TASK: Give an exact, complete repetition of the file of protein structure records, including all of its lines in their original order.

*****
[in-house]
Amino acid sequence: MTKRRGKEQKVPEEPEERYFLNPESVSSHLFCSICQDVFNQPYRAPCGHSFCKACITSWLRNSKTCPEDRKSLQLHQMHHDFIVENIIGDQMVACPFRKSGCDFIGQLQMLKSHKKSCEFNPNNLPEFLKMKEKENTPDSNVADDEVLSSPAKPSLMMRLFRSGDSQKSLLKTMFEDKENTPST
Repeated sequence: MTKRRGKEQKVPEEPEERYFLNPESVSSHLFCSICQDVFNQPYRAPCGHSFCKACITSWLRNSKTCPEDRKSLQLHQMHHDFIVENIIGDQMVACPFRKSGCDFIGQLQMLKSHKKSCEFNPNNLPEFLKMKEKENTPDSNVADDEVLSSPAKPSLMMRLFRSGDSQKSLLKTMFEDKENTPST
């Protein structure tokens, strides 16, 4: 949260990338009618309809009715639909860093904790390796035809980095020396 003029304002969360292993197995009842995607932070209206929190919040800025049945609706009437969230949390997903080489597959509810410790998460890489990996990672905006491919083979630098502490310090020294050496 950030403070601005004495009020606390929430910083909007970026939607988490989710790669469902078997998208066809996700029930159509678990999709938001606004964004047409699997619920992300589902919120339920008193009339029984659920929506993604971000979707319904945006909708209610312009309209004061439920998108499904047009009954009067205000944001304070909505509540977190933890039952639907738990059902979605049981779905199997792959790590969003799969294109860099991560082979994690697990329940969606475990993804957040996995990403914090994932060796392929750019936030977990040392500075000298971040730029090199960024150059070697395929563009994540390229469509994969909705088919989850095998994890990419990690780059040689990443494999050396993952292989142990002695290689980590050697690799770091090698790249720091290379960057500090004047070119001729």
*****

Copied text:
[in-house]
Amino acid sequence: MTKRRGKEQKVPEEPEERYFLNPESVSSHLFCSICQDVFNQPYRAPCGHSFCKACITSWLRNSKTCPEDRKSLQLHQMHHDFIVENIIGDQMVACPFRKSGCDFIGQLQMLKSHKKSCEFNPNNLPEFLKMKEKENTPDSNVADDEVLSSPAKPSLMMRLFRSGDSQKSLLKTMFEDKENTPST
Repeated sequence: MTKRRGKEQKVPEEPEERYFLNPESVSSHLFCSICQDVFNQPYRAPCGHSFCKACITSWLRNSKTCPEDRKSLQLHQMHHDFIVENIIGDQMVACPFRKSGCDFIGQLQMLKSHKKSCEFNPNNLPEFLKMKEKENTPDSNVADDEVLSSPAKPSLMMRLFRSGDSQKSLLKTMFEDKENTPST
């Protein structure tokens, strides 16, 4: 949260990338009618309809009715639909860093904790390796035809980095020396 003029304002969360292993197995009842995607932070209206929190919040800025049945609706009437969230949390997903080489597959509810410790998460890489990996990672905006491919083979630098502490310090020294050496 950030403070601005004495009020606390929430910083909007970026939607988490989710790669469902078997998208066809996700029930159509678990999709938001606004964004047409699997619920992300589902919120339920008193009339029984659920929506993604971000979707319904945006909708209610312009309209004061439920998108499904047009009954009067205000944001304070909505509540977190933890039952639907738990059902979605049981779905199997792959790590969003799969294109860099991560082979994690697990329940969606475990993804957040996995990403914090994932060796392929750019936030977990040392500075000298971040730029090199960024150059070697395929563009994540390229469509994969909705088919989850095998994890990419990690780059040689990443494999050396993952292989142990002695290689980590050697690799770091090698790249720091290379960057500090004047070119001729």